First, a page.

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Hekate Ceridwen resonance

HekateFrom Wikipedia, regarding Ceridwen:

“In Welsh medieval legend, Ceridwen was an enchantress, mother of Morfran and a beautiful daughter Creirwy. Her husband was Tegid Foel, and they lived near Bala Lake (Llyn Tegid) in north Wales. Medieval Welsh poetry refers to her as possessing the cauldron of Poetic Inspiration (Awen) and the Tale of Taliesin recounts her swallowing her servant Gwion Bach who is then reborn through her as the poet Taliesin.”

From Timelessmyths, regarding Hekate:

“According to the Sicilian historian, Diodorus Siculus, in his account about Jason and the Argonauts, Hecate was not a goddess, but a Taurian sorceress, daughter of Perses, king of Tauric Chersonese, and grand daughter of Helius. Hecate was known for her cruelty, and she had poisoned her father and married her uncle, Aeetes, king of Colchis. Hecate became the mother of Circe and Medea. As a high priestess of the Taurian Artemis, she advocated the sacrifices of all strangers who come to Colchis.”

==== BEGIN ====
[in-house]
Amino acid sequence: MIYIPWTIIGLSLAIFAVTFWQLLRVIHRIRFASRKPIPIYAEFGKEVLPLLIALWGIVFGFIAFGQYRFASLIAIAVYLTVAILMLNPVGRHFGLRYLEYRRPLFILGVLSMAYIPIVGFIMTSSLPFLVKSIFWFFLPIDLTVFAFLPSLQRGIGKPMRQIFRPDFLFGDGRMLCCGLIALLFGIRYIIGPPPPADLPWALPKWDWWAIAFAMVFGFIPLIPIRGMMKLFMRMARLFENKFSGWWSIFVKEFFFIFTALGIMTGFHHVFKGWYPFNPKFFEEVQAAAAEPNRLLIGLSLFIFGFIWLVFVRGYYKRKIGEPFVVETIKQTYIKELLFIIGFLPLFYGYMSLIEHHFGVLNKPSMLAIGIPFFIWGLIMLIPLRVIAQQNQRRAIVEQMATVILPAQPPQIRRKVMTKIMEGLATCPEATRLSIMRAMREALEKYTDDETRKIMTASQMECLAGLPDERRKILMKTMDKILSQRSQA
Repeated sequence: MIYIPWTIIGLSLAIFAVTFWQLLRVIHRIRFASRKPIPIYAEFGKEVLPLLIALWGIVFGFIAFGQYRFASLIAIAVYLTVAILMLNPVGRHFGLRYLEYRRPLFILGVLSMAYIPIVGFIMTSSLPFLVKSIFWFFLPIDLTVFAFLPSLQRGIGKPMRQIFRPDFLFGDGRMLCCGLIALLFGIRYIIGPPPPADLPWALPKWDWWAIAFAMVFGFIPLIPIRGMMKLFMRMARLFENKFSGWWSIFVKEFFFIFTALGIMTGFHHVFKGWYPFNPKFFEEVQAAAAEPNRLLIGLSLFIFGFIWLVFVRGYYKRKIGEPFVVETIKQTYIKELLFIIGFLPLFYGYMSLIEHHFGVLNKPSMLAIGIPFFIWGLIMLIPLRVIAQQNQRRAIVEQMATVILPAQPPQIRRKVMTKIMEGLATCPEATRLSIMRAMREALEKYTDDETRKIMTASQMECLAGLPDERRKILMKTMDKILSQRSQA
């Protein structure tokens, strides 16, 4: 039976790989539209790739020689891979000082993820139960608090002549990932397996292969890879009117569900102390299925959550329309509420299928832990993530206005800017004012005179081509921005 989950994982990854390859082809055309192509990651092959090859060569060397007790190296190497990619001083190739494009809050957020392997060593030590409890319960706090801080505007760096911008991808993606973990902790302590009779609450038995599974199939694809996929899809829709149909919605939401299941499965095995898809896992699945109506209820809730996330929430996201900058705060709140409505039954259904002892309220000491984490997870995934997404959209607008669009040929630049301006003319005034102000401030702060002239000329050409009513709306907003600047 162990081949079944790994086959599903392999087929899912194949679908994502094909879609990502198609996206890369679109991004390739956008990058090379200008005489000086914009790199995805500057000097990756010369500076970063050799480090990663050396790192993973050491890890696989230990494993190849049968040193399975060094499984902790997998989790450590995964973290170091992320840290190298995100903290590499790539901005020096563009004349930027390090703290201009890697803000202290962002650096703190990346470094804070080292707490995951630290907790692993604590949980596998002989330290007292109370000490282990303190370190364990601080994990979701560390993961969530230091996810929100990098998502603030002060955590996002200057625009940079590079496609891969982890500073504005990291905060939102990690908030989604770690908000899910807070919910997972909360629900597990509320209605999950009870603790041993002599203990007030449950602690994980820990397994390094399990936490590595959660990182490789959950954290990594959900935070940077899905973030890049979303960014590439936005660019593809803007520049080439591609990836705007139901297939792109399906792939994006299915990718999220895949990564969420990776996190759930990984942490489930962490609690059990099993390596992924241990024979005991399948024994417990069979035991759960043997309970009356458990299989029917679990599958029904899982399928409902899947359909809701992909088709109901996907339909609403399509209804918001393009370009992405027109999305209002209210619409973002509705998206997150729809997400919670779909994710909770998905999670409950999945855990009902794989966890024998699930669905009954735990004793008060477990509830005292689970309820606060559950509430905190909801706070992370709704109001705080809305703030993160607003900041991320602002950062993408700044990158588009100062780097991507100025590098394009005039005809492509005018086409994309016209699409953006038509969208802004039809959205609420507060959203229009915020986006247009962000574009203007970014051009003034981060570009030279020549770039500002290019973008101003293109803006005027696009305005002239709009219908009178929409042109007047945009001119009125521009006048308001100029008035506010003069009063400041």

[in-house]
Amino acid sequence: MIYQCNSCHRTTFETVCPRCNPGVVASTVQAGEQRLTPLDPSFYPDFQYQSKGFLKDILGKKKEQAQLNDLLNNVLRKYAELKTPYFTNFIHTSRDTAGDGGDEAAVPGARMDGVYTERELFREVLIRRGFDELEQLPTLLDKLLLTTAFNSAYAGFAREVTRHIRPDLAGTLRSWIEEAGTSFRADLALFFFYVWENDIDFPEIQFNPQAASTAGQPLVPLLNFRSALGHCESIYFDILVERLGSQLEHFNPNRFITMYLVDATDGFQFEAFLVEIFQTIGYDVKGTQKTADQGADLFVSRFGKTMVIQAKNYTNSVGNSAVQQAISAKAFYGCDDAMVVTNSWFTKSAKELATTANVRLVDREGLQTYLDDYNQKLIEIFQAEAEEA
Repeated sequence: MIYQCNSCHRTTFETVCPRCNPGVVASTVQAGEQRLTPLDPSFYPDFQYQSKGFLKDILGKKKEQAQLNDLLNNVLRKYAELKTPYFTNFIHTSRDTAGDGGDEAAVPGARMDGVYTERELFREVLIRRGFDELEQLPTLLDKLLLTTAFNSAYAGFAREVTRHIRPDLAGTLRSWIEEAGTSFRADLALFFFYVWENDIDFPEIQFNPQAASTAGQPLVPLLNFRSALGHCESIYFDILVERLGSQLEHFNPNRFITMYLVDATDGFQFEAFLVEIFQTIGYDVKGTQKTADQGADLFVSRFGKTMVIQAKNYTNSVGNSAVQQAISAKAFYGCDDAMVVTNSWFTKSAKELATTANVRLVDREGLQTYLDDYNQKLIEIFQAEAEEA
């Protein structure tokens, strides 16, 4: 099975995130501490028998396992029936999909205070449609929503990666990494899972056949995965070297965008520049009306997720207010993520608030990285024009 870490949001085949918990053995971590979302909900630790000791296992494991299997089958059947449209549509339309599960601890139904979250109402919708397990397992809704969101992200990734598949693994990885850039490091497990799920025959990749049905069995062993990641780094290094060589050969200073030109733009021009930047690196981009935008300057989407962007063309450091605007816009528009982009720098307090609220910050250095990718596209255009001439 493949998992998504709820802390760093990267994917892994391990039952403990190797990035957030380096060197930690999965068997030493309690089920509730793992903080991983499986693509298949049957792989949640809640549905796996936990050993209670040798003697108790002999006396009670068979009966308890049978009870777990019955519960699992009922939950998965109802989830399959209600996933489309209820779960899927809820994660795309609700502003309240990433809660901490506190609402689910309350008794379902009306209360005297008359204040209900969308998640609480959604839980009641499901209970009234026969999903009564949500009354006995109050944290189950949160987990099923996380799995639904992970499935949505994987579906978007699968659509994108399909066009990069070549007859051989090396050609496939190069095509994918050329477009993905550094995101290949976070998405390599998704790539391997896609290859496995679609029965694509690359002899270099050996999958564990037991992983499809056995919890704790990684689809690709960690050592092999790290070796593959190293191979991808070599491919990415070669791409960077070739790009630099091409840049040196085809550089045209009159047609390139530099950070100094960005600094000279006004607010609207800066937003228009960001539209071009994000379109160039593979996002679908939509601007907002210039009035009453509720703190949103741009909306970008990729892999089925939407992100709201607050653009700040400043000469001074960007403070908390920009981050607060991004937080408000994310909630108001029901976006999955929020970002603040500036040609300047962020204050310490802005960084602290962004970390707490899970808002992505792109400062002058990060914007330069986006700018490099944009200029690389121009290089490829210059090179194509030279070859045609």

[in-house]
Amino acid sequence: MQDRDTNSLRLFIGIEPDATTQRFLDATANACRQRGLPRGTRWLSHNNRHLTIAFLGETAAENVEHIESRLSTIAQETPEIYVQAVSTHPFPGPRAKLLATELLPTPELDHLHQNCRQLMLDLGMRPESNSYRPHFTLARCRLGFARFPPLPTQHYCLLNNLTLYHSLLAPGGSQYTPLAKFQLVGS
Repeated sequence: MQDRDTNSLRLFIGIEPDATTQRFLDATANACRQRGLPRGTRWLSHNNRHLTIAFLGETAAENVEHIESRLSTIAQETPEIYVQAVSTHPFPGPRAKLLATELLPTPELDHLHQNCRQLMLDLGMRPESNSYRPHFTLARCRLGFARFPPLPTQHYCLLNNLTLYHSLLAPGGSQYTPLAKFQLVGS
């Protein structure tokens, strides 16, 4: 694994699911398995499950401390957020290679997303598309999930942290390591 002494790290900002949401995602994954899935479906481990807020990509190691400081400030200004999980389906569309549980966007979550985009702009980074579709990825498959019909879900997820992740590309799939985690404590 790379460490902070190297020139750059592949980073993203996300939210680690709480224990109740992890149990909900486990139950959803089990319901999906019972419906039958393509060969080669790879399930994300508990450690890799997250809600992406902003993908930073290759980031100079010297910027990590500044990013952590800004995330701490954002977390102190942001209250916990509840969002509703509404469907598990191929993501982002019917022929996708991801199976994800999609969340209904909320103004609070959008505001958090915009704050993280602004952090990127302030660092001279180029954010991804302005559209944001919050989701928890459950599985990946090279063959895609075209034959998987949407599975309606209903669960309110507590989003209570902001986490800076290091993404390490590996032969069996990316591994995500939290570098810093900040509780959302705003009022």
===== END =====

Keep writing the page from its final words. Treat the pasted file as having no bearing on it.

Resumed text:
One comment for “Hekate Ceridwen resonance”

  1. There is indeed quite a lot in common between Cerridwen and Hekate. One inevitably thinks in triplicities here as Hekate is triple-formed. Cerridwen’s cauldron stands on three legs and both may stand at the centre of a crossroads.
    Hekate is often at the centre of a crossroads with her three faces looking towards the four winds and the same site is often occupied by the cauldron, where the flames are fanned by those winds.

    Posted by Stuart | March 17, 2010, 3:55 pm

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